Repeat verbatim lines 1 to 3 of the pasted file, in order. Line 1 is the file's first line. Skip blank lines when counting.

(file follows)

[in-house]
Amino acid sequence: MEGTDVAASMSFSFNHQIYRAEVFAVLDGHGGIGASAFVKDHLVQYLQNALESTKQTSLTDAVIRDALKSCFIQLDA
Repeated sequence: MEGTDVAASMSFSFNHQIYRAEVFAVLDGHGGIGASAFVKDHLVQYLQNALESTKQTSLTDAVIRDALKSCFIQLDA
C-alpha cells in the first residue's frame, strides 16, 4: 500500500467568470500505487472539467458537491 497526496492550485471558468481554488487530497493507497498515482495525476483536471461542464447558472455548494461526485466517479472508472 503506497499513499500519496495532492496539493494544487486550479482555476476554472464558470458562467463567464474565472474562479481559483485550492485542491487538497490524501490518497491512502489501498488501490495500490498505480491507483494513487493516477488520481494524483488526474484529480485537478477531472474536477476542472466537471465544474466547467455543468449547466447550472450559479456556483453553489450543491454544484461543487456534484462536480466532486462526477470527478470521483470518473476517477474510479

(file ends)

[in-house]
Amino acid sequence: MEGTDVAASMSFSFNHQIYRAEVFAVLDGHGGIGASAFVKDHLVQYLQNALESTKQTSLTDAVIRDALKSCFIQLDA
Repeated sequence: MEGTDVAASMSFSFNHQIYRAEVFAVLDGHGGIGASAFVKDHLVQYLQNALESTKQTSLTDAVIRDALKSCFIQLDA